Has anyone read Simon Reynolds’ Retromania? I vaguely remember reading a review when it came out this summer and thinking it looked interesting, but of course promptly forgot about it until yesterday, when a Facebook friend posted an interview Reynolds did with Salon in early August. Put it back at the top of my to-read list!
Despite mostly softball questions from the interviewer, it’s fascinating to watch Reynolds attempt to maintain a consistent message. On the one hand, despite his protests to the contrary, Reynolds still sounds like an old-fogey complaining about “them kids today” and splitting hairs about how today’s pop music recycles older sounds and styles, as opposed to music in the past. But then again, he’s right that old-fogeys don’t usually want the kids to try something new and different. And the idea that the universal access and constant feedback loop of the Internet denies creative innovation is definitely worth some consideration–and probably some concern as well.
While Reynolds focuses mostly here on music, he does touch on TV, movies, and politics as well. But what about books? Is writing equally stuck in retromania?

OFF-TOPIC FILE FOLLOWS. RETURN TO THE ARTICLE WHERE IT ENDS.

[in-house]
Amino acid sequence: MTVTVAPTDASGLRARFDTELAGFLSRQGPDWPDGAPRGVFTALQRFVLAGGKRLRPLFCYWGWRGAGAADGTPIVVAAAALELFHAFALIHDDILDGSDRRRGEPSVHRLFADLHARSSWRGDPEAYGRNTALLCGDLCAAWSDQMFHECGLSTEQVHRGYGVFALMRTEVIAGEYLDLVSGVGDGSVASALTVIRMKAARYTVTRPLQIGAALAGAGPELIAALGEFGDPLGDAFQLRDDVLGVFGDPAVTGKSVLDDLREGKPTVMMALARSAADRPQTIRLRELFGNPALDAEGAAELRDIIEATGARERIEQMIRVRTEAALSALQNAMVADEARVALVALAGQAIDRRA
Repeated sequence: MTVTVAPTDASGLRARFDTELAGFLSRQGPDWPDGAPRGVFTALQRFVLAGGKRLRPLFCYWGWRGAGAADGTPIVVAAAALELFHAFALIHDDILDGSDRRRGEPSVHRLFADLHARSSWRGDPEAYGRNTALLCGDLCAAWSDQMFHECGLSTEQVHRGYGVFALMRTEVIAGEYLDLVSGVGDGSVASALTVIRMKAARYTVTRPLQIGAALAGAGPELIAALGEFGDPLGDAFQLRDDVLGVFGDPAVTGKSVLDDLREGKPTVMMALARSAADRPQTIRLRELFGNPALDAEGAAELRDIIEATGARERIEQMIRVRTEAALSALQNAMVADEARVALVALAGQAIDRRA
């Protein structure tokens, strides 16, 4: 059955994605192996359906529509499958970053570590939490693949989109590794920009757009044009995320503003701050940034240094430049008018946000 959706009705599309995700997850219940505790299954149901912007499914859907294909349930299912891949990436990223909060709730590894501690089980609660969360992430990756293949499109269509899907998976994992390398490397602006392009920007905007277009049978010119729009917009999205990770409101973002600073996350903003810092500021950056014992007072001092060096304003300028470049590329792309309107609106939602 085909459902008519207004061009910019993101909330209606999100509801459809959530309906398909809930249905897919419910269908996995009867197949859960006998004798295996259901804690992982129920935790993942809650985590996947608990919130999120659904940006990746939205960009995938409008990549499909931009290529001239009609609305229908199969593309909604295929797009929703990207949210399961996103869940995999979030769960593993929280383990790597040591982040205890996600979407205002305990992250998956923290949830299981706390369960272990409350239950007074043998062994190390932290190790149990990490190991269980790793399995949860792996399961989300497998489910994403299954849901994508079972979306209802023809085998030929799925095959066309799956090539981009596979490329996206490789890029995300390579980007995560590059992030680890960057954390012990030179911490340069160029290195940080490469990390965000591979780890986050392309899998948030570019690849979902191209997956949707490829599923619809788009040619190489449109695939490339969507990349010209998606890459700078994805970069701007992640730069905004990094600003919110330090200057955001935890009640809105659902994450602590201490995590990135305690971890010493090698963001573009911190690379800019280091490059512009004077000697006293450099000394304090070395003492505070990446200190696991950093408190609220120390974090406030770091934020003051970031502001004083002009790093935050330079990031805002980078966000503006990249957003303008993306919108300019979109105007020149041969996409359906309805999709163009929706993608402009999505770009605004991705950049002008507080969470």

I have to tell you, from an agenting perspective it does feel that way sometimes, especially when you’ve seen the umpteenth submission for a zombie novel (yes, Jim isn’t the only one who gets the zombies). And perhaps it’s worth worrying that the biggest sellers of the aughts—Harry Potter, Twilight, Hunger Games—are to varying degrees synthetic takes on old tropes and genres. But then again, I doubt all those millions of readers found much “boredom” in these books, as Reynolds worries. And personally, if I were totally bored by the cultural landscape—well, I probably wouldn’t have so many amazing clients, would I?
What do you guys think? Is writing stuck in retromania the way other cultural forms may (or may not) be? Or are writers still coming up with original stories and topics that feel fresh and new? If so, what are your picks for books that break out the loop?